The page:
This weekend I headed home to attend a Canadian Post-Olympic Series. It was a weekend seminar designed to help Olympians in transition, specifically those retiring or thinking about retiring. As, I’ve written in my previous blogs I actually DON’T have any plans of retiring. Nonetheless, I still believed I could gain from this workshop, as I will be an athlete in transition in the near future, concerning my academics.
Currently, I am working on my dissertation – a journey of its own. A long journey, this is the last pit stop in my realm of doctoral studies. For as long as I have been a National Team Athlete I have also been a student-athlete. The anticipated transition from a student athlete, to hopefully a student and entrepreneur title, is one I’d like to begin preparing for now… well in advance! This to me is a massive transition that fills me both with fears and excitement!
Armed with an elevated interest in the weekend ahead of me, what I walked away from this experience was something I didn’t expect. There were many messages provided for us the athletes – ensuring academic achievements, not being afraid to ask for help, embracing challenges, applying attributes used in our sports world to life… and the list goes on.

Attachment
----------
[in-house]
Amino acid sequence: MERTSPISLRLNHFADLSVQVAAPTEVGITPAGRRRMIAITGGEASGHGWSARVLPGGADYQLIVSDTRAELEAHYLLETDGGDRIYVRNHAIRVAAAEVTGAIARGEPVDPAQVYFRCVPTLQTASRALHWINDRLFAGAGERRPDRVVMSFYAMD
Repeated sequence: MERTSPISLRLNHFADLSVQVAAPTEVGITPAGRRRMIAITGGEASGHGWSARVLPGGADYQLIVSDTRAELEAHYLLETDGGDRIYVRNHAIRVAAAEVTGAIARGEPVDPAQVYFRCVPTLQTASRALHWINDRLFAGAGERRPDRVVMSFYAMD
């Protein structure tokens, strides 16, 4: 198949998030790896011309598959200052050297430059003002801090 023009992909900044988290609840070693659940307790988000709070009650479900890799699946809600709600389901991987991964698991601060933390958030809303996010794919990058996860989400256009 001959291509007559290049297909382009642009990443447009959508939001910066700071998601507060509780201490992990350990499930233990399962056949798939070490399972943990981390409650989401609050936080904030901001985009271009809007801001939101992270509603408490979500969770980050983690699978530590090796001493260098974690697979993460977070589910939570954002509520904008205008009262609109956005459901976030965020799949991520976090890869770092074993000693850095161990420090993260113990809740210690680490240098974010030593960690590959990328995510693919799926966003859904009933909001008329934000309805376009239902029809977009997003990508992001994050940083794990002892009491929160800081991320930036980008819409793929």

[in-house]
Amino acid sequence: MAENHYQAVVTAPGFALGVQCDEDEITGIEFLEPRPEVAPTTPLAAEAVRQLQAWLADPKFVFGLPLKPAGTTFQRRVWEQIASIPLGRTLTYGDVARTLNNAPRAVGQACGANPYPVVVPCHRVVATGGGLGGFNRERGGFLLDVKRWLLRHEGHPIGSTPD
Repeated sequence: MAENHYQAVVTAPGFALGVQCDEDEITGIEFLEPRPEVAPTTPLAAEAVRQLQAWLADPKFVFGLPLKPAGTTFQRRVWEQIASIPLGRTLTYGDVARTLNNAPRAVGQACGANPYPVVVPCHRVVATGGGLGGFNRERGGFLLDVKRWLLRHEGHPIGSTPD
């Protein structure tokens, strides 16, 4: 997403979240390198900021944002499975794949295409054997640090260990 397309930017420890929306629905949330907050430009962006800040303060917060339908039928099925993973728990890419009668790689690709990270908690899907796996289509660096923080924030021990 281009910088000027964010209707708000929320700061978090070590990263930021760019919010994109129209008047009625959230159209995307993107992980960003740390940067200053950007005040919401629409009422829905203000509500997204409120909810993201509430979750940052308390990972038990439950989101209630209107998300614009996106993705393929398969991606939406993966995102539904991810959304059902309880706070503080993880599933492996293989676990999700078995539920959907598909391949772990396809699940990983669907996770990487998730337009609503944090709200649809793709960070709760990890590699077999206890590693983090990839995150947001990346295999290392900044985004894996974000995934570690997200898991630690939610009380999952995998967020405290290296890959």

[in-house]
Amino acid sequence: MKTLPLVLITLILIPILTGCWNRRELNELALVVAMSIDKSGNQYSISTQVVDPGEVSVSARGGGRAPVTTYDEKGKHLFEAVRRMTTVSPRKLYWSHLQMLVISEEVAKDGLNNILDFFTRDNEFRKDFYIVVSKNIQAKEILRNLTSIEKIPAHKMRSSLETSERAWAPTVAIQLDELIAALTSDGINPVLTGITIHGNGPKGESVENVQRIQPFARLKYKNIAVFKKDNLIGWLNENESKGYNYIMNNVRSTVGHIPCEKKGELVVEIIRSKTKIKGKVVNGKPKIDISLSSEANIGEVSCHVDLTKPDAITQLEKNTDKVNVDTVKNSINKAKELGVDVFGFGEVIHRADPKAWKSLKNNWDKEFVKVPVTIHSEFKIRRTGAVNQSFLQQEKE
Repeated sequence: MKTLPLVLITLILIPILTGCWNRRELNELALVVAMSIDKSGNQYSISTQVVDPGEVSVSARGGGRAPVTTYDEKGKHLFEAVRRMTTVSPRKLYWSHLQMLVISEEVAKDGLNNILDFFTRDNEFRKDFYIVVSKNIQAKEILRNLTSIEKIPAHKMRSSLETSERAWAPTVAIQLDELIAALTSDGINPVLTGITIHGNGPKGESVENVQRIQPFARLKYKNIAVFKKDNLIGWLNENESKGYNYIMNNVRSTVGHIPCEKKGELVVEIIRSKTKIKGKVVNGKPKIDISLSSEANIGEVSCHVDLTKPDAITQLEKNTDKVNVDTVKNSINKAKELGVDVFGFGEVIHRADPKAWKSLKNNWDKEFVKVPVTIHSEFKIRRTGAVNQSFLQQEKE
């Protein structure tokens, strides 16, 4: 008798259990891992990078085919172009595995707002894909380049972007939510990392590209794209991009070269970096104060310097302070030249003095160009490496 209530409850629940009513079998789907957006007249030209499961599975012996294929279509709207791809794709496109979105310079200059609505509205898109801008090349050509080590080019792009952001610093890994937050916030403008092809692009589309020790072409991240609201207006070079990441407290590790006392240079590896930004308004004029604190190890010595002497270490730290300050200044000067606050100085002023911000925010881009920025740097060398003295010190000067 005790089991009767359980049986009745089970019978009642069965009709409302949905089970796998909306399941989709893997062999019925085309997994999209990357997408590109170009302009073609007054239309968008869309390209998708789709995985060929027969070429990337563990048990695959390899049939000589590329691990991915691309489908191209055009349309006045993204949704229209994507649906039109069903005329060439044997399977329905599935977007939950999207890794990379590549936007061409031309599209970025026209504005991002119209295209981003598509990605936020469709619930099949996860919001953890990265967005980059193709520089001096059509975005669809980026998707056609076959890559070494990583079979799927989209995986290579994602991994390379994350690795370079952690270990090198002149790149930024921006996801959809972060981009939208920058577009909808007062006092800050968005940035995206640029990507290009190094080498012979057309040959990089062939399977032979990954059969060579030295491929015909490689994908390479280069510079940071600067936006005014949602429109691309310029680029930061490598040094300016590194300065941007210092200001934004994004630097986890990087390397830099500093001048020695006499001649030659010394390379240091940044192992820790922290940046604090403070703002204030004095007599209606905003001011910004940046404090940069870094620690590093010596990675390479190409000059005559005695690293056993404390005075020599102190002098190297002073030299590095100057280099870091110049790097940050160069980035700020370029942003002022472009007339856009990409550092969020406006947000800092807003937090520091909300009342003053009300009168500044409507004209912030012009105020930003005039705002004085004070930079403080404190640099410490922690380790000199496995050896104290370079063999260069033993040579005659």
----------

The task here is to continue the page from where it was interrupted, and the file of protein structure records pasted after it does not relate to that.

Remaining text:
However, there was one message, that rung strong with me – the idea of knowing yourself. Stripped away of my Olympian title, Championship records and the various medals I’ve won along the way, leaves me as simply Nicole Wendy Forrester. An identity, I am most comfortable with. In fact, I never describe myself as an athlete or let strangers know of my athletic pursuits. Not for shame, but because I see that as something I do, and not who I am.
But, who am I? I’d like to believe I know myself, but I don’t believe I’ve spent the time and reflection this question deserves. In truth, we must all have an honest understanding of who we truly are to move forward; to be able to offer our services to others; and to be able to have a successful relationship.
Does anyone really know who they are? Or do we think we know who we are? I would also add, routines can fool us into believing we understand who we are, but every now and then I think it is a fair question to ponder about ourselves.
Perhaps, this question struck a cord with me because of my long term goals. My entrepreneurial designs are set on helping others and organizations achieve optimal performance. So, at this moment I am taking the necessary time to really consider who I am and compare it with the type of woman I want to be.
So, I ask you – how often do you consider who you are? Are you the type of person you want to be? And if not, when would now be a good time to start?
Deeply considering myself,